Founder & Lead Organiser of Women Techmakers KL
After getting involved with the local tech community, Nazlina saw that there was a major gender diversity gap in the industry. This meant a huge potential for women to succeed in the tech scene, but the industry lacked a platform to provide inclusivity and bring them all together. Women Techmakers (WTM) is a global Google program which kicked off in 2012 to empower women in technology by cultivating a wholly inclusive workplace through increased visibility, community and resources. “Events are designed to promote inclusivity for women in science, technology, engineering and mathematics (STEM) and to grow and celebrate women developers, designers and tech entrepreneurs,” she elaborated. With Women Techmakers KL, Nazlina aims to empower Malaysian women in an industry dominated by men, by providing a community to pool resources, celebrate contributions, expand the ecosystem, and to help them help themselves by working together as a team. All events under WTM, including main global events like International Women’s Day, have been led by her team since 2015.
“The community has grown extensively over the past few years, and we even have men who are interested to know more about WTM and participate in our events,” she said. “We also connect our members to new opportunities and global scholarships to encourage more women to be in tech.” Management at a global scale doesn’t come without its challenges however. “Funding for our events is our biggest challenge. Every year we seek out new partners who are keen to support our programs and whose objectives are in line with ours.” Another ongoing challenge is finding good women speakers. “Most of our invitations were rejected initially, because women by nature are generally less aggressive self-promoters. They tend to shy away from the spotlight and struggle with feelings of not being able to measure up to others’ expectations. We address this issue constantly in all our events and challenge participants to get out of their comfort zone and speak their minds. We also run soft skill workshops to help women improve personal branding and stand out as a public speaker,” she added.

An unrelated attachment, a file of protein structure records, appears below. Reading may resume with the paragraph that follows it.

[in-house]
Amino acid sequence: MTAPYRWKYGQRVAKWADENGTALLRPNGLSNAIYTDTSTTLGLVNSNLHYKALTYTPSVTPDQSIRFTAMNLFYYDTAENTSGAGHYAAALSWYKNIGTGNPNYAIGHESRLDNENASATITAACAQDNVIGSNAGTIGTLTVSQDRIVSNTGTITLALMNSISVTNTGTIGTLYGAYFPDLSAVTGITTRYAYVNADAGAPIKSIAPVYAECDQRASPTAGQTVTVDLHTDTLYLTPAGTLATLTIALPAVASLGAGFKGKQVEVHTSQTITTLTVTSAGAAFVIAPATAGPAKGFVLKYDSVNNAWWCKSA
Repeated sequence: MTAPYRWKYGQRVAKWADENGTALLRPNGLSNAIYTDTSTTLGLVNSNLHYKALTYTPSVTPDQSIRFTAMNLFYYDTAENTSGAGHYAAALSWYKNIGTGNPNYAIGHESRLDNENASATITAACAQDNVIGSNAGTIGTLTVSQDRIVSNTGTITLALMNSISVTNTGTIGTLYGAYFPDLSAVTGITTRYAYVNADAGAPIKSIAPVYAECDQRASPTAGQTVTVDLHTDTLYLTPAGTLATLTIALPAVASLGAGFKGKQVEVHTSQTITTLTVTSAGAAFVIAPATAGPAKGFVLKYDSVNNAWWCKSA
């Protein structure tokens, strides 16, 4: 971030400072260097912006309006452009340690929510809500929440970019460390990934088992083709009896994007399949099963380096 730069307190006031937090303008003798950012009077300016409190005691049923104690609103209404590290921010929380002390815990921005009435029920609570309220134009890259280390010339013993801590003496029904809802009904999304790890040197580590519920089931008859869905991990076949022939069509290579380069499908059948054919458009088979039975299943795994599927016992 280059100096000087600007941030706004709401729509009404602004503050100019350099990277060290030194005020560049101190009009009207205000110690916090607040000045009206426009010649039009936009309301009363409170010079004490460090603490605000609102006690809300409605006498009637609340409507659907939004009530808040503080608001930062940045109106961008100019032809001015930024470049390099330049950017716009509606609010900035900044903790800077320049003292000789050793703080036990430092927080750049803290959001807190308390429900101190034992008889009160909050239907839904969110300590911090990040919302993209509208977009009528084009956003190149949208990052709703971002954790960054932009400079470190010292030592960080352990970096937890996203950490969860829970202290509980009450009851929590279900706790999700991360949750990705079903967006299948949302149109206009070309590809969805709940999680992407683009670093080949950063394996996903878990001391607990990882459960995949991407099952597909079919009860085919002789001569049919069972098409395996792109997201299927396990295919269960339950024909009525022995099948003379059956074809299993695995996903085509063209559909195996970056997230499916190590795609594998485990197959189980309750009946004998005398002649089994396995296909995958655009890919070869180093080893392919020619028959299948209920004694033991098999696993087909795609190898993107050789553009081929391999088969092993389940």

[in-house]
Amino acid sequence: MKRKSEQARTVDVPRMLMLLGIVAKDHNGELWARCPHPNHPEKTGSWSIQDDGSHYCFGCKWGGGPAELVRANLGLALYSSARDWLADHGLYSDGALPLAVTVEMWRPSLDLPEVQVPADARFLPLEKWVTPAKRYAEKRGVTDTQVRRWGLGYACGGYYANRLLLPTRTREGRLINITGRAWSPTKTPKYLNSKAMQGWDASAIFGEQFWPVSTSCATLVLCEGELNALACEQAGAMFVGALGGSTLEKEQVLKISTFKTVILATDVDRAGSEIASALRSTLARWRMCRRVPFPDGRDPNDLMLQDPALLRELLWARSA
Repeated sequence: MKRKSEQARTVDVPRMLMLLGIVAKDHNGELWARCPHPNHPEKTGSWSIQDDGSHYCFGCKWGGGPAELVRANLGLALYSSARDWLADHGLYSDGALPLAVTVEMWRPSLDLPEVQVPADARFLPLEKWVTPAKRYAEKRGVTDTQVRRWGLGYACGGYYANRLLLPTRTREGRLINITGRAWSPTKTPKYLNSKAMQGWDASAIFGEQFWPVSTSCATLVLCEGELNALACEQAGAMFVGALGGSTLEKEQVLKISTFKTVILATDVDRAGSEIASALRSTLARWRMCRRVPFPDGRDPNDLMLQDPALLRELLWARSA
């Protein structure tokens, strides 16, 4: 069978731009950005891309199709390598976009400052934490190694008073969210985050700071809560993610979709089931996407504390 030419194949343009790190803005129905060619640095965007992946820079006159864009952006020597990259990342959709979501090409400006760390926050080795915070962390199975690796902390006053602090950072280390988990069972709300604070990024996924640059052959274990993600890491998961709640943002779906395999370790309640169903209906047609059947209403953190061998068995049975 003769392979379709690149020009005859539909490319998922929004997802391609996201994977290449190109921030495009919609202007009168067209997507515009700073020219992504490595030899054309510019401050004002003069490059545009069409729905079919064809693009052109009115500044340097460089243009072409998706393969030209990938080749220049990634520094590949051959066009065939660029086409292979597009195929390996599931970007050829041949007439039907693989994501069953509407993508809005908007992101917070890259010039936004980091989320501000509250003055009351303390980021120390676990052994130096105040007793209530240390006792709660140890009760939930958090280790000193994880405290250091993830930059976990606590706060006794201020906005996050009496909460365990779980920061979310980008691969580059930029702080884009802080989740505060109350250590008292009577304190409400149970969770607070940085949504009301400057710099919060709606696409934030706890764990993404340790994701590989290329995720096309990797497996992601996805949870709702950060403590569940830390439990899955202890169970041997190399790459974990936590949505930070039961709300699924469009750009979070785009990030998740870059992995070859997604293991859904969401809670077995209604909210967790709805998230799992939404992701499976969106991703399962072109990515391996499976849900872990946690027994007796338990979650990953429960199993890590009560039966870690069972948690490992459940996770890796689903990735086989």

When Nazlina started out, there was only a handful of women in the industry, and it was a fortuitous turn of events when she was invited to the Women Techmakers dinner by Megan Smith in 2013 in San Francisco. “It really opened my eyes to the issues and challenges we face. Asian women are more reserved because of our culture, but I hadn’t realised that it was in fact a global issue. That made me see how important it was for us women to band together to share and empower each other in our technological pursuits. I was overwhelmed by the warmth and support of the community. I wanted to share what I had gained back home and make the experience accessible for Malaysian women.
What part does Google play in all of this? “Google has been very supportive of our endeavours by providing us with the space for all our events and connecting with Googlers who come on board as speakers and mentors,” she shared. To raise awareness around this movement and to continuously promote female inclusivity, Nazlina emphasises the importance of integrated marketing. Every platform and channel is leveraged upon to engage with community members. “We believe this is the way forward, in tandem with social media and data analytics derived from our events.”
Nazlina upholds the community as her main source of inspiration. “Just being around passionate people, meeting new friends, learning new ideas, and sharing our stories. Every one of our events are special to me, and we’ve received tons of positive feedback from our participants, which is very encouraging indeed,” she shared. “I believe that the ecosystem has already been kicked into place, and we are now focusing on growing the community, locally and globally. We are currently looking into collaborating with other tech communities to expand our networks and to form partnerships with local tech companies, to increase their visibility. Her ultimate goal? To have at least 30 percent of women in the Malaysian tech industry.